(CN) — On the night of Sunday, Aug. 6, 2017, Matthew Dana was home in his bathroom when his lungs flooded with blood. His girlfriend found him choking on it as he died.
Moments before, the 27-year-old Tupper Lake, New York, police sergeant — and Tupper Lake High School football and hockey player, North Country Community College graduate, National Honor Society member — had been fit and active. He had joined the police department in 2012 and made sergeant in 2016. When not busting drug dealers as part of a county narcotics task force, Dana pumped iron and spent his days off hunting and fishing as a member of the Tupper Lake Sportsmen’s Club.
Dana’s death shut down the tight-knit village of about 4,000 inside the Adirondack Park in Franklin County: on Aug. 10, the mayor ordered all Tupper Lake village offices closed so staff could attend Dana's funeral services.
“He was the nicest kid,” Franklin County Coroner Shawn Stuart said in a phone interview. “I’d be happy if he would have married my daughter.”
A lab test found that Dana had 3,500 nanograms of mitragynine per deciliter of blood. He had died from a kratom overdose.
“The only thing wrong with the guy was [a hemorrhagic] pulmonary edema,” Stuart told the Adirondack Daily Enterprise newspaper, “and the only thing in his system was this crazy amount of kratom.”
And with that statement, all hell broke loose.
The Enterprise story made its way to the r/kratom subreddit, whose members flooded the paper’s email and voice mail inboxes, and online comment section, insisting the report was wrong.
“It was really unexpected,” said Aaron Cerbone, the reporter who covered the story just a few months after joining the Enterprise staff. “I had never seen anything like that before with comments from people all over the country...some people calling it fake news, attacking the [victim’s] family and me as the writer, and some just wanting to tell their stories about their experiences with kratom.”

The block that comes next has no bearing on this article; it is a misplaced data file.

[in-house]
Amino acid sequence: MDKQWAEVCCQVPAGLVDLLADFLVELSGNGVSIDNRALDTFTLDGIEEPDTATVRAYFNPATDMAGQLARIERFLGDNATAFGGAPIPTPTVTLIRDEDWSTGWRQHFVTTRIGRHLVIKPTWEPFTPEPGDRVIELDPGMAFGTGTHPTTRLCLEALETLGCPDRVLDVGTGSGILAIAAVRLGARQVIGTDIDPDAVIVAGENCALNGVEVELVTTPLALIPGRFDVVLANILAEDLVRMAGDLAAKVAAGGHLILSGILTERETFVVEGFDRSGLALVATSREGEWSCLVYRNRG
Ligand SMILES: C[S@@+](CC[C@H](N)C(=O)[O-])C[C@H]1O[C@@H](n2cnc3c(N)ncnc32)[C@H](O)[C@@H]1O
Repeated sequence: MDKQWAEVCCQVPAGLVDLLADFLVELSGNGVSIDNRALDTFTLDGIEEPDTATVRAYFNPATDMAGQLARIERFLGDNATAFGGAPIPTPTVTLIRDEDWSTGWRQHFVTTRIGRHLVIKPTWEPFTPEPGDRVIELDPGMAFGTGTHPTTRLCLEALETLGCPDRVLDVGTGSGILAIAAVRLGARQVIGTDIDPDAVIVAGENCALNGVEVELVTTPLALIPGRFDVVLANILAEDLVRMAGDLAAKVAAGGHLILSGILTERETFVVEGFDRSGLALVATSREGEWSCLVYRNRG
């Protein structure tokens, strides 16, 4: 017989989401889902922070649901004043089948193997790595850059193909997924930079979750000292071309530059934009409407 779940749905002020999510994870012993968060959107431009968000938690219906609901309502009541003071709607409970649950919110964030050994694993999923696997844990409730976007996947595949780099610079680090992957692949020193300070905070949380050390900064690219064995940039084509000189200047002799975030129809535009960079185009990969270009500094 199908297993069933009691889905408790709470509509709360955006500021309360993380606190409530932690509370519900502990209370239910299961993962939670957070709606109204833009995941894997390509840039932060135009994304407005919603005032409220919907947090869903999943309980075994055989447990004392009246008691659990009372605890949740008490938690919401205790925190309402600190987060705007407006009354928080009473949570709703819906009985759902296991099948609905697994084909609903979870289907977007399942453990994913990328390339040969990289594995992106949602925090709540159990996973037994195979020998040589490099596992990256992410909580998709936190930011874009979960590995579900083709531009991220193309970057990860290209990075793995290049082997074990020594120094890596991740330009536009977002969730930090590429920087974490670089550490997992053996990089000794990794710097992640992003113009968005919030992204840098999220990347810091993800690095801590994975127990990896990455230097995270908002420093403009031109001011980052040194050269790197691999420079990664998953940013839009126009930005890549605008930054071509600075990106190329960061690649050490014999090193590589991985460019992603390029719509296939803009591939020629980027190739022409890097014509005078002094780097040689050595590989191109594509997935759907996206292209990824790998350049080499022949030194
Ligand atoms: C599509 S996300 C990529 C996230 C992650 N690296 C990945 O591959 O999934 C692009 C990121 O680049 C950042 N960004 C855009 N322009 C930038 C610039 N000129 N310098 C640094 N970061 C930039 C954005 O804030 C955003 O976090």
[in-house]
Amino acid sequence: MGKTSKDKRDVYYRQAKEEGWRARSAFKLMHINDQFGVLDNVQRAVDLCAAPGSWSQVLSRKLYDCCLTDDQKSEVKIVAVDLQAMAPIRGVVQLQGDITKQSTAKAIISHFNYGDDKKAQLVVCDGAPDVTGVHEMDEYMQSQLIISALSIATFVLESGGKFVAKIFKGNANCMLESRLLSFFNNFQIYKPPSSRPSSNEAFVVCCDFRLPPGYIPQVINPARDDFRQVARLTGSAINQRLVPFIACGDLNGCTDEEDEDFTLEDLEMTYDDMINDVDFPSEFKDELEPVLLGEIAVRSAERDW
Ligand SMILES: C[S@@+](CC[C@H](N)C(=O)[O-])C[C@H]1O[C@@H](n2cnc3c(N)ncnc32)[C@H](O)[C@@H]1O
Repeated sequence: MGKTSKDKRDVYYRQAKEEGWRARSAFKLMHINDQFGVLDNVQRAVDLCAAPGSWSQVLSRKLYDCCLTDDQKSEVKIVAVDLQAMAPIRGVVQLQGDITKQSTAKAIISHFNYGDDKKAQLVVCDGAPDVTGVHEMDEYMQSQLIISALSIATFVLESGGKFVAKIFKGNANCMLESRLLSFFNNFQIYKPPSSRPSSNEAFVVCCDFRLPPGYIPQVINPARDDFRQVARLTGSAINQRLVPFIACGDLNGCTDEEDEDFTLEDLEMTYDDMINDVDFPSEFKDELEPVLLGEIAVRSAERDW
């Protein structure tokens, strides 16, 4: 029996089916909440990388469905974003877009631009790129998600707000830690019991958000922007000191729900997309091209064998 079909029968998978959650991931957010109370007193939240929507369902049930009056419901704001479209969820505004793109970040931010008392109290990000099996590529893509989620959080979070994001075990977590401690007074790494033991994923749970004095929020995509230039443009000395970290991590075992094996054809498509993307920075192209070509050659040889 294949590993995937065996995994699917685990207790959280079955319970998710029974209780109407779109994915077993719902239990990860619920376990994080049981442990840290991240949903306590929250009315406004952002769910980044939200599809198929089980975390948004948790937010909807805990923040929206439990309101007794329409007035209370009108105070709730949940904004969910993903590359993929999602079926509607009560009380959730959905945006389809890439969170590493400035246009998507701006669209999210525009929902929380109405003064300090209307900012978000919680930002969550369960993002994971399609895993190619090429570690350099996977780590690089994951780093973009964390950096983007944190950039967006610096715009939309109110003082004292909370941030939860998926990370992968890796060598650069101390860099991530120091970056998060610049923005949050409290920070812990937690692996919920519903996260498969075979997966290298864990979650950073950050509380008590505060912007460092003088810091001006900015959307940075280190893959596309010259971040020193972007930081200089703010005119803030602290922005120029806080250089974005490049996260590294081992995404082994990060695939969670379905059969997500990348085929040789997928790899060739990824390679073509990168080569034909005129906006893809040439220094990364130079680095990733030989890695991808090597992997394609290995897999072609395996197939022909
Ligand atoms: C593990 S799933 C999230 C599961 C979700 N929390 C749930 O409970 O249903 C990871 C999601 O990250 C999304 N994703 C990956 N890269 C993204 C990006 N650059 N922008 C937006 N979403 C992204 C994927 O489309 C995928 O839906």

Then the kratom industry piled on. “Widely Publicized Pair of Deaths Likely Due to Non-Kratom Factors; Bogus Death Reports in 2017 Seen as Replay of Ill-Informed DEA Push in 2016 to Ban Coffee-Like Herb,” the American Kratom Association announced in an October 2017 press release targeting Stuart and other coroners. In it, Jane Babin, the San Diego patent lawyer the AKA had engaged to cast doubt on the FDA’s list of over 40 kratom-related deaths, suggested steroids killed Dana.
“Medical literature does provide links between the use of anabolic steroids and hemorrhagic pulmonary edema,” Babin said.
The AKA press release also contended another kratom overdose victim in Tampa, Florida, 27-year-old Christoper Waldron, could not have died from kratom — because the Hillsborough County medical examiner’s office had allegedly made a mistake eight years earlier in determining the cause of OxiClean pitchman Billy Mays’ death.
“Based on the totality of circumstances, any reasonable person could be confident that kratom did not kill Christopher Waldron any more than cocaine killed Billy Mays," the release said.
Cerbone dutifully wrote the story, emphasizing there was no evidence that Dana had used steroids. Stuart would later release the lab results showing Dana’s blood was tested for 232 substances — steroids included — and every one of them had been ruled out.
The AKA then released another broadside claiming Stuart was in cahoots with the DEA and the Hillsborough County medical examiner in a “shadow campaign” to smear kratom, claiming unspecified “public reports of coordination between the two otherwise widely separated New York and Florida medical offices.” The association submitted a Freedom of Information Act request to the DEA seeking evidence of its claims.